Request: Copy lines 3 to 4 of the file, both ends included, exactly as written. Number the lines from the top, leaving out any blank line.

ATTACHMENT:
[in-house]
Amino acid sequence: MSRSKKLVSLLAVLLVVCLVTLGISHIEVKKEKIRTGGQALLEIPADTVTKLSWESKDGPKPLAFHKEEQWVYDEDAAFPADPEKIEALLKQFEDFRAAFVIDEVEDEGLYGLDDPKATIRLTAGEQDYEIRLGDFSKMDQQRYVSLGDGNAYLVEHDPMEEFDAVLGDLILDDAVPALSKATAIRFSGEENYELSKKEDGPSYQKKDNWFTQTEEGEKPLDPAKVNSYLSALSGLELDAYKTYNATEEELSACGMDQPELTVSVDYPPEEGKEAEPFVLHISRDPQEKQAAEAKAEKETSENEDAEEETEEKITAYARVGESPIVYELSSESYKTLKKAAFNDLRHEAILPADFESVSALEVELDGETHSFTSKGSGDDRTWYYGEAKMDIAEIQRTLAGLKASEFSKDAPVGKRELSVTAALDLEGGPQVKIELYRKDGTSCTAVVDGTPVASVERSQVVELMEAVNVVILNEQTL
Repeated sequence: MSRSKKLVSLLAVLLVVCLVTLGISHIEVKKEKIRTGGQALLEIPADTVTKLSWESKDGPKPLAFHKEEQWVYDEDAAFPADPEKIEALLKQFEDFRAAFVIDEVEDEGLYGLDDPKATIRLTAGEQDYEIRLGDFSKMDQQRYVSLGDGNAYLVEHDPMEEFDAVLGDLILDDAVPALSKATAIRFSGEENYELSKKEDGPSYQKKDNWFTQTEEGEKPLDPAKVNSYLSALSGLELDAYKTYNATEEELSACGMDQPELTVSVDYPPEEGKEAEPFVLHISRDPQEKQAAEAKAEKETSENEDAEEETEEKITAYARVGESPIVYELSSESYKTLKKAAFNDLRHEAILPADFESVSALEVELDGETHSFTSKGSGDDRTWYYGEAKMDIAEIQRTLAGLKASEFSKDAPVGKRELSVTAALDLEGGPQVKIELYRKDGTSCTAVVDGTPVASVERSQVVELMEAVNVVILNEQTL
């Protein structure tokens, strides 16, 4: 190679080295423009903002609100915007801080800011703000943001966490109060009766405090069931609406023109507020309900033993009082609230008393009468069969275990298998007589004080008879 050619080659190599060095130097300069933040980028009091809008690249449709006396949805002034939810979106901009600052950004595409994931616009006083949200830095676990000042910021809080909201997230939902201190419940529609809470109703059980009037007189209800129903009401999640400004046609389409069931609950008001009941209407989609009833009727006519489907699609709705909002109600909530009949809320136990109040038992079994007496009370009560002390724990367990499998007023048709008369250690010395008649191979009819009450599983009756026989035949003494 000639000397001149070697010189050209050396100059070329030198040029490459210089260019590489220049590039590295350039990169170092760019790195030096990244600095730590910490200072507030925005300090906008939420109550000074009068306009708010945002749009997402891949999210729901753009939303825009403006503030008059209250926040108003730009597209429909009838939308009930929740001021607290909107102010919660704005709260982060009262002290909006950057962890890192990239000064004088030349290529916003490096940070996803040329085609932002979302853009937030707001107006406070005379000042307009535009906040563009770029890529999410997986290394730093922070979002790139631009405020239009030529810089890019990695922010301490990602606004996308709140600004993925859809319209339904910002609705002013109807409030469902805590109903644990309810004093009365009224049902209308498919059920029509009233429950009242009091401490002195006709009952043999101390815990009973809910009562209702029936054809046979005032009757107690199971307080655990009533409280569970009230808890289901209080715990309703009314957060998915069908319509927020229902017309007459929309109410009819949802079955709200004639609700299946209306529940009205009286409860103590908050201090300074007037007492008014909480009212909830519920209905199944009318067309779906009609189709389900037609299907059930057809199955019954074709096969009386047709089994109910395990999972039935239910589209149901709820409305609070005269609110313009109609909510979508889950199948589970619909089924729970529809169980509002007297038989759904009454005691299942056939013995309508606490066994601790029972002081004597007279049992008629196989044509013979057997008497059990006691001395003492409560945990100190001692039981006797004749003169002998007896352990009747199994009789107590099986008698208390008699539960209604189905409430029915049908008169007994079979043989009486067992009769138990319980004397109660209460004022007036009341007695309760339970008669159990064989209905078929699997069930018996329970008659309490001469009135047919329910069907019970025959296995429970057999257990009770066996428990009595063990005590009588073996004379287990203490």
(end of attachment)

Repeated sequence: MSRSKKLVSLLAVLLVVCLVTLGISHIEVKKEKIRTGGQALLEIPADTVTKLSWESKDGPKPLAFHKEEQWVYDEDAAFPADPEKIEALLKQFEDFRAAFVIDEVEDEGLYGLDDPKATIRLTAGEQDYEIRLGDFSKMDQQRYVSLGDGNAYLVEHDPMEEFDAVLGDLILDDAVPALSKATAIRFSGEENYELSKKEDGPSYQKKDNWFTQTEEGEKPLDPAKVNSYLSALSGLELDAYKTYNATEEELSACGMDQPELTVSVDYPPEEGKEAEPFVLHISRDPQEKQAAEAKAEKETSENEDAEEETEEKITAYARVGESPIVYELSSESYKTLKKAAFNDLRHEAILPADFESVSALEVELDGETHSFTSKGSGDDRTWYYGEAKMDIAEIQRTLAGLKASEFSKDAPVGKRELSVTAALDLEGGPQVKIELYRKDGTSCTAVVDGTPVASVERSQVVELMEAVNVVILNEQTL
């Protein structure tokens, strides 16, 4: 190679080295423009903002609100915007801080800011703000943001966490109060009766405090069931609406023109507020309900033993009082609230008393009468069969275990298998007589004080008879 050619080659190599060095130097300069933040980028009091809008690249449709006396949805002034939810979106901009600052950004595409994931616009006083949200830095676990000042910021809080909201997230939902201190419940529609809470109703059980009037007189209800129903009401999640400004046609389409069931609950008001009941209407989609009833009727006519489907699609709705909002109600909530009949809320136990109040038992079994007496009370009560002390724990367990499998007023048709008369250690010395008649191979009819009450599983009756026989035949003494 000639000397001149070697010189050209050396100059070329030198040029490459210089260019590489220049590039590295350039990169170092760019790195030096990244600095730590910490200072507030925005300090906008939420109550000074009068306009708010945002749009997402891949999210729901753009939303825009403006503030008059209250926040108003730009597209429909009838939308009930929740001021607290909107102010919660704005709260982060009262002290909006950057962890890192990239000064004088030349290529916003490096940070996803040329085609932002979302853009937030707001107006406070005379000042307009535009906040563009770029890529999410997986290394730093922070979002790139631009405020239009030529810089890019990695922010301490990602606004996308709140600004993925859809319209339904910002609705002013109807409030469902805590109903644990309810004093009365009224049902209308498919059920029509009233429950009242009091401490002195006709009952043999101390815990009973809910009562209702029936054809046979005032009757107690199971307080655990009533409280569970009230808890289901209080715990309703009314957060998915069908319509927020229902017309007459929309109410009819949802079955709200004639609700299946209306529940009205009286409860103590908050201090300074007037007492008014909480009212909830519920209905199944009318067309779906009609189709389900037609299907059930057809199955019954074709096969009386047709089994109910395990999972039935239910589209149901709820409305609070005269609110313009109609909510979508889950199948589970619909089924729970529809169980509002007297038989759904009454005691299942056939013995309508606490066994601790029972002081004597007279049992008629196989044509013979057997008497059990006691001395003492409560945990100190001692039981006797004749003169002998007896352990009747199994009789107590099986008698208390008699539960209604189905409430029915049908008169007994079979043989009486067992009769138990319980004397109660209460004022007036009341007695309760339970008669159990064989209905078929699997069930018996329970008659309490001469009135047919329910069907019970025959296995429970057999257990009770066996428990009595063990005590009588073996004379287990203490």